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The Honolulu Advertiser
Posted on: Tuesday, March 30, 2004

Ben Tamashiro, 'Harry' in Bankoh ads, dead at 86

By Beverly Creamer
Advertiser Staff Writer

Ben Hiroshi Tamashiro, who with his wife, Gloria, starred in the memorable series of homespun "Harry and Myra" commercials that touched the heart of a community, has died at the age of 86.

Ben Tamashiro, and his wife, Gloria, became famous as "Harry and Myra," their characters in a series of Bankoh ads that ran in the 1990s.

Advertiser library photo • October 1994

Tamashiro became so well-known as his Bank of Hawaii TV alter ego that people on the street would hail him as Harry — and he would answer.

"I guess it tickled him," said his daughter, Brenda Imoto of Honolulu. "They were being themselves," she said. "Most of the lines were scripted but I'm pretty sure they had some of their own lines in there."

But Tamashiro also was a World War II veteran and member of the 100th Infantry Battalion, a tireless volunteer for worthy causes and a talented writer whose words grace a national monument to Japanese-American soldiers.

He was born in Hanapepe, Kaua'i, in 1917 and died Friday at The Queen's Medical Center.

It was as "Harry and Myra" that the husband-and-wife team of Ben and Gloria Tamashiro became known in Hawai'i and beyond.

The couple appeared in about 60 spots for Bankoh during the 1990s to help the company explain new electronic bank services in human terms. The first ad aired on the 6 o'clock news on New Year's Day 1986, but the major campaign ran between 1990 and 1996.

"Ben's personality in real life was exactly like you saw in the TV ads," said Alton Kuioka, vice chairman of Bank of Hawaii.

Kuioka said the Tamashiros were "immensely successful in connecting with our local customers."

"They epitomized the idea of putting yourself in your customer's slippers," he said. "And Harry's Market (their fictional TV mom and pop store) became an icon for small business in Hawai'i."

In 1993, when the Tamashiros were invited along on a University of Hawai'i football trip as boosters for the team during a big game with Brigham Young University, they were virtually mobbed on a side trip to Las Vegas, remembers Bankoh vice president Sharlene Bliss.

"Going up the escalators, in the parking garage, people were yelling, 'Hi, Harry and Myra!' and they wanted to take pictures with them," Bliss said. "They seemed to be the Hawai'i ambassadors over there."

More than a pitchman

Even the Tamashiro children were stunned by their parents' celebrity, which arrived rather suddenly after a friend suggested they try out for the Bankoh commercial after spotting them in a Kumu Kahua play they had done as a favor to another friend.

"We didn't realize the enormity of it," Imoto said. "Sometimes we commented to them, 'Gee, it's not like before where we could just drop in unexpectedly.' Many times we'd have to arrange our schedules around theirs."

But there was more to Ben Tamashiro than his popular public image. After he retired as an administrative officer with the federal civil service at Schofield Barracks, he kept busy with the Manoa Valley Church. He was a volunteer driver with their Meals on Wheels program for 17 years; was one of those who handled all the recycling efforts for the church, loading the cans into his own car; and helped install more than 450 emergency call systems for home-bound seniors.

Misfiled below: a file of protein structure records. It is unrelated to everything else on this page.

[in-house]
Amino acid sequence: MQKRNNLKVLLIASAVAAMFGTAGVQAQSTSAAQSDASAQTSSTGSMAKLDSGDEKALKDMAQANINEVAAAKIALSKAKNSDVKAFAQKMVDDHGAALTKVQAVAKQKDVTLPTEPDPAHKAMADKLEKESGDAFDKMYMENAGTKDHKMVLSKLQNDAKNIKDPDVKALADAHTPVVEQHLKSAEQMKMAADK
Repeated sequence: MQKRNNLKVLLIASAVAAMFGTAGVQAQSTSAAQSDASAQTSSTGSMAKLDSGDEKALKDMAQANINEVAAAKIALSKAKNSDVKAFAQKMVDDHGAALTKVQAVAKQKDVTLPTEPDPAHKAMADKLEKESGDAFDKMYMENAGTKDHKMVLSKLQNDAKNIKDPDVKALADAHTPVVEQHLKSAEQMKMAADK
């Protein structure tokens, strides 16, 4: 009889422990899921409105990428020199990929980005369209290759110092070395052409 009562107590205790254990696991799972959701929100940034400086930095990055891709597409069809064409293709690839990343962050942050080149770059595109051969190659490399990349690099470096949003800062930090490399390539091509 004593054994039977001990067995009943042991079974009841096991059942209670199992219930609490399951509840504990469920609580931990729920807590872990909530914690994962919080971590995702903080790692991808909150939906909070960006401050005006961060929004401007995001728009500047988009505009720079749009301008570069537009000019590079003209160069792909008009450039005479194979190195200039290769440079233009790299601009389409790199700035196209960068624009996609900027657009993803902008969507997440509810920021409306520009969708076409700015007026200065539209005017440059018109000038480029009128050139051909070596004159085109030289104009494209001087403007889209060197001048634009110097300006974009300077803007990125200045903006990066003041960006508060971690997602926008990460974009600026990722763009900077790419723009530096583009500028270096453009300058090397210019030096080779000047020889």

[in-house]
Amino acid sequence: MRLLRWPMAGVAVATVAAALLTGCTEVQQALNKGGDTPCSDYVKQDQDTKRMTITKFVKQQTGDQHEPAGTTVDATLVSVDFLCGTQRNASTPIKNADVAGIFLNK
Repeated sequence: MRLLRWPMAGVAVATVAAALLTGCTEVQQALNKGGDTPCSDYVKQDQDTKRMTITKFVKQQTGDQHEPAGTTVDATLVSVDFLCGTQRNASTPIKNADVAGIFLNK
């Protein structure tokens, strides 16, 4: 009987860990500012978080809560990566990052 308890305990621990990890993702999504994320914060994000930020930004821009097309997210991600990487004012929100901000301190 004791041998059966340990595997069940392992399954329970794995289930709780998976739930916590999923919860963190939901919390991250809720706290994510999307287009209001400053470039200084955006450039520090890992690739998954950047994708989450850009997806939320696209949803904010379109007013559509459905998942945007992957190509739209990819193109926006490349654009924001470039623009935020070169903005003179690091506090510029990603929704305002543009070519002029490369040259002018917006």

A member of the 100th Infantry Battalion who served in Italy during World War II, Tamashiro carried the scars of two serious injuries, one to his leg, and one to his right arm. The latter sent him home and impaired the use of his right hand for the rest of his life.

Decades later, he would pen the moving words for a World War II memorial erected in Los Angeles to honor Japanese-American servicemen. After a nationwide search failed to elicit an appropriate inscription, his former commanding officer — Col. Young Oak Kim, who was in charge of the project — wrote to Tamashiro, according to his daughter. The words Tamashiro sent back were the ones chosen — with a single change. Instead of "internment camps" as he had written, the inscription was changed to "concentration camps."

His words live on

Though he didn't want any credit, Tamashiro's name is inscribed in the stone "Go For Broke" monument in the Little Tokyo area of Los Angeles, under this inscription:

"Rising to the defense of their country, by the thousands they came — these young Japanese-American soldiers from Hawai'i, the states, America's concentration camps — to fight in Europe and the Pacific during World War II. Looked upon with suspicion, set apart and deprived of their constitutional rights, they nevertheless remained steadfast and served with indomitable spirit and uncommon valor, for theirs was a fight to prove loyalty. This legacy will serve as a sobering reminder that never again shall any group be denied liberty and the rights of citizenship."

Tamashiro is survived by his wife, Gloria B.K. Tamashiro; five daughters, Regina Tamashiro of Honolulu, Brenda Imoto of Honolulu, Vanessa Miller of Japan, Jenny Hazama of Mililani and Celia Tamashiro of Honolulu; sister, Kay Akiyama of Hanapepe; and seven grandchildren.

Visitation will be from 3:30 p.m. Sunday at Manoa Valley Church. Services at 5 p.m.; arrangements by Moanalua Mortuary.

Reach Beverly Creamer at bcreamer@honoluluadvertiser.com or 525-8013.